Quad9 had +-85% strict resolving already. Nothing much happened until 1 May, when that number suddenly increased to almost 100%
OpenDNS had and still has 100% of permissive resolving. As such there was no Flag Day-related activity with them at all.
Effects of Flag Day as seen at the authoritative nameservers
Every query sent with RIPE Atlas had a unique name. At the authoritative nameservers, we can now see which packets belong to the same resolver. This enables us to identify strict and permissive resolvers from traffic seen at the authoritative nameservers. We used the algorithm expressed in pseudocode below to make the distinction:
for each unique QNAME: if all queries with EDNS: All IPs seen are strict elif at least one query without EDNS: All IPs seen are permissive
Because we don’t need to see the responses, we can trigger a much larger number of different resolvers from end-points on the Internet. We also used Open Resolvers to schedule uniquely named queries and we triggered Luminati (a VPN provider with which gratis subscribers provide an exit node from their home that we use to send queries from). Table 1 summarizes the number of distinct resolver IPs and the number of distinct ASes seen from all of them:
|Distinct IPs||Distinct ASes|
|Total with overlap||284,635||19,320|
Figure 9 shows the percentage of these distinct IPs that became strict. Like with the end-entities perspective, we also saw quite a high percentage of strict resolvers before 1 February: more than 30%. We saw a slow increase of strict resolvers from +-35% on 1 February till +-40% on 1 August.
The much larger percentage of strict resolvers at the start with the authoritative nameserver measurements compared to the end-entities measurement, suggests that the popular resolvers were more permissive before 1 February. However, the end-entities perspective showed a much steeper increase in strict resolvers than seen with unique resolvers IPs at the authoritative nameserver. So the more popular resolvers are more responsible for the uptake of strict resolving than the less popular resolvers.
Figure 9 — Share of strict resolvers since the Flag Day.
Figure 10 shows the percentage of the top 10 most seen ASes at the authoritative server. The most clearly visible uptake of strict resolving is again done by the Google Public DNS.
Figure 10 — Share of strict resolvers in the most seen ASes.
The Internet got a little better
The DNS Flag Day ’19 stimulated a lot of awareness resulting in several people investigating and fixing their authoritative server. As a result, the Internet got a little better.
However, if your domain was served by authoritative servers that were broken in this way, you were already in pretty bad shape. Even before Flag Day ’19, two of the participating open source implementations could not resolve our test domain, and neither could two of the participating public DNS services.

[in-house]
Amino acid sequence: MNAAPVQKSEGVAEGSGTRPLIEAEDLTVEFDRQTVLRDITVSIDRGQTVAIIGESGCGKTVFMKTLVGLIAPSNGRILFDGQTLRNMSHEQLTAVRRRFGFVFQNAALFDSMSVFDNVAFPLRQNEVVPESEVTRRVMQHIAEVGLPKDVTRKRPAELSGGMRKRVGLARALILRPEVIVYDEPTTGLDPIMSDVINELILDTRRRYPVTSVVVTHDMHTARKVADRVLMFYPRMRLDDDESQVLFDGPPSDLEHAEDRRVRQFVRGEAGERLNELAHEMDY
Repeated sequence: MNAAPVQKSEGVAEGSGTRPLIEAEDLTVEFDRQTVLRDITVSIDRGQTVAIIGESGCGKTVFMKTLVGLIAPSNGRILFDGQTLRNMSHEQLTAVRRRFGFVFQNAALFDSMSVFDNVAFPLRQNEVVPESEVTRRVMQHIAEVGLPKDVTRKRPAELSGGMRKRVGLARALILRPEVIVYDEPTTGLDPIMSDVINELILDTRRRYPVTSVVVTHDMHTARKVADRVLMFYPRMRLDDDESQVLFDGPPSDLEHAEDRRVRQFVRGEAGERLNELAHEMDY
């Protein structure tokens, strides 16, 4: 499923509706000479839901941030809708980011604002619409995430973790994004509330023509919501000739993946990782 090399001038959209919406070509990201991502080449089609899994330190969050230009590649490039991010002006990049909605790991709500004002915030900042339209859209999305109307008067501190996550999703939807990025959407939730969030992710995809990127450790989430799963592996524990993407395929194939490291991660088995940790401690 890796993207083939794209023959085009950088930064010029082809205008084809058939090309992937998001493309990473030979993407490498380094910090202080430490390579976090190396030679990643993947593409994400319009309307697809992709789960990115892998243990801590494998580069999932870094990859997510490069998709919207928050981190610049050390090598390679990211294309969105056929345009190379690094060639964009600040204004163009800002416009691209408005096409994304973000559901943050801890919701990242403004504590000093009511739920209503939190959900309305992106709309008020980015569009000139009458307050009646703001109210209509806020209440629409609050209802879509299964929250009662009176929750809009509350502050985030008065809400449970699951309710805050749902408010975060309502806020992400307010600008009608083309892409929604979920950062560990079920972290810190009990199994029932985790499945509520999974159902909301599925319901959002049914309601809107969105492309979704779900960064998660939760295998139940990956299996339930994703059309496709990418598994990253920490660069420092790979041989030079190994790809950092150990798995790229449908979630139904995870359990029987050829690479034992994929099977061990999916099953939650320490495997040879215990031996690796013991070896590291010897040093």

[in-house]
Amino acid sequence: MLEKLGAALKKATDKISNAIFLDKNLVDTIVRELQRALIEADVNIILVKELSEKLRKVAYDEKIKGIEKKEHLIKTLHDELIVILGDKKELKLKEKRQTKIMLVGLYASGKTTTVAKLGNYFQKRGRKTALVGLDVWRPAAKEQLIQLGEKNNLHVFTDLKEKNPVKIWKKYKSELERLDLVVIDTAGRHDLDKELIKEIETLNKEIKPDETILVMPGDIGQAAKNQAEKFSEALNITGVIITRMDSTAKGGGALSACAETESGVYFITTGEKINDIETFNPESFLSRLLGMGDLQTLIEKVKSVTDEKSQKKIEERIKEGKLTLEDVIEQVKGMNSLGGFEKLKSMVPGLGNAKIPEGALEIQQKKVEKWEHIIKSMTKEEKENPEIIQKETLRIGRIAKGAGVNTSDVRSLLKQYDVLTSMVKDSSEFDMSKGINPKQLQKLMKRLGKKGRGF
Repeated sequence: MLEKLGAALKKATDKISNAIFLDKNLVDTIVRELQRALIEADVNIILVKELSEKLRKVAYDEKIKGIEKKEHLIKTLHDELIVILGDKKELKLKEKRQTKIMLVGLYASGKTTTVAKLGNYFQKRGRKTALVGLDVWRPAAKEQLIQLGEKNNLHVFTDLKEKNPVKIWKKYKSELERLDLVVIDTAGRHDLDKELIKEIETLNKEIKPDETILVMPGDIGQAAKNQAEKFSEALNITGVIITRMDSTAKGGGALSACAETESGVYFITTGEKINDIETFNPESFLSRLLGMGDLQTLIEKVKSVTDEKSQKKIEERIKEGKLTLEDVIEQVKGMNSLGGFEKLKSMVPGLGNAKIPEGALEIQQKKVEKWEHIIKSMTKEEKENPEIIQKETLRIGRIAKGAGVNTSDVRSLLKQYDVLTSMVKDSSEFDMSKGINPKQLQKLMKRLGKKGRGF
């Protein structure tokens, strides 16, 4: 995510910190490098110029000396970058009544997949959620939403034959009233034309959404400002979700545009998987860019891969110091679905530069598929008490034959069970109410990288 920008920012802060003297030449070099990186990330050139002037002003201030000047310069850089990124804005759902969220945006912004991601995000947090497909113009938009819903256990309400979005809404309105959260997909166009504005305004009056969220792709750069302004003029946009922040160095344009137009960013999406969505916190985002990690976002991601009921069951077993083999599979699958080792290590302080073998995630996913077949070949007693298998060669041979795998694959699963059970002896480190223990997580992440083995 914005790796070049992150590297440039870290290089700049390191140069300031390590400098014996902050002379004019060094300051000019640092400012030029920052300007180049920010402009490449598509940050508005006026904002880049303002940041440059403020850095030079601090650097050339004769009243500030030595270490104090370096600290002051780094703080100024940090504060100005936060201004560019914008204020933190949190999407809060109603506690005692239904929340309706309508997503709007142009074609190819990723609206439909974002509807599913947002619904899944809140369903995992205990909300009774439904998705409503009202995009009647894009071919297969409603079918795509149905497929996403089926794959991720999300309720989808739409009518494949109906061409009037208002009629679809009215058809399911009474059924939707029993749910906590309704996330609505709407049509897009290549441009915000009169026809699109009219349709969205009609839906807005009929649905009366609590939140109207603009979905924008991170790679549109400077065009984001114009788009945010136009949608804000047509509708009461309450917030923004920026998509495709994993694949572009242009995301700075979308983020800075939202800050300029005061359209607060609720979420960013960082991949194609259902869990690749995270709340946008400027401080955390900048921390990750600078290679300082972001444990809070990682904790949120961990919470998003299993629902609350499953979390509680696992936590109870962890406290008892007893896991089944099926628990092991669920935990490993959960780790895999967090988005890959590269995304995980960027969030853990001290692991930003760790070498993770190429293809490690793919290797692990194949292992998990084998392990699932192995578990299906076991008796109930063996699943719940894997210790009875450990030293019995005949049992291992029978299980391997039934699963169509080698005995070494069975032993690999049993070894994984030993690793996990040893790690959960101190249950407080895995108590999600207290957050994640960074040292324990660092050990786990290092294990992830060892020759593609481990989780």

More than 15% of the resolvers seen on RIPE Atlas probes and more than 30% of unique resolvers seen at our authoritative server were also not able to resolve such a domain before Flag Day ’19. The fact that nobody noticed might have something to do with the resilient provisioning of domains (maybe not all nameservers serving a domain were broken) and the resilient provisioning of resolvers at end-entities (you may have a permissive resolver configured next to a strict one).
Strict resolver behaviour is growing slowly though. It had the initial quick start with the Google Public DNS introducing strict resolving, but we do see a continuing slow increase both at the end-entities and at the authoritative server. Perhaps the slow increase at the end-entities is mostly related to the slow increase of probes using the Cloudflare resolver? That said, the slow increase seen at the authoritative server shows that it is not just that, but also the long tail of less popular resolvers.
Is there a need to rush to fix the things that DNS implementers and DNS resolver operators will no longer support before a Flag Day?
The slow uptake of its implementation (21.9% at the end-entities — Google being responsible for 20% — and just 4% seen at the authoritative server) plus the fact that a large portion of resolvers were already strict even before Flag Day ’19, might suggest it is not that pressing. But there is measurable uptake and there will be some point where a significant group of people will be hampered by an unfixed domain to remain undamaged.
Combining measurements on authoritative nameservers in use by provisioned domains with resolver measurements like we have done in this study could help pinpoint this more precisely. Giving a realistic projection would definitely help with reducing the uncertainty surrounding Flag Day.
Currently, the next DNS Flag Day (2020) is being discussed. No date is set as yet, but the focus will be on operational and security problems in the DNS caused by IP packet fragmentation. Check out the official website for more information on past and future DNS Flag Days.
Contributors: Moritz Müller and Taejoong Chung
Willem Toorop is a researcher and developer at NLnet Labs, a non-profit Research and Development lab dedicated to the development of Open Source software and open standards for the benefit of the Internet.
The views expressed by the authors of this blog are their own and do not necessarily reflect the views of APNIC. Please note a Code of Conduct applies to this blog.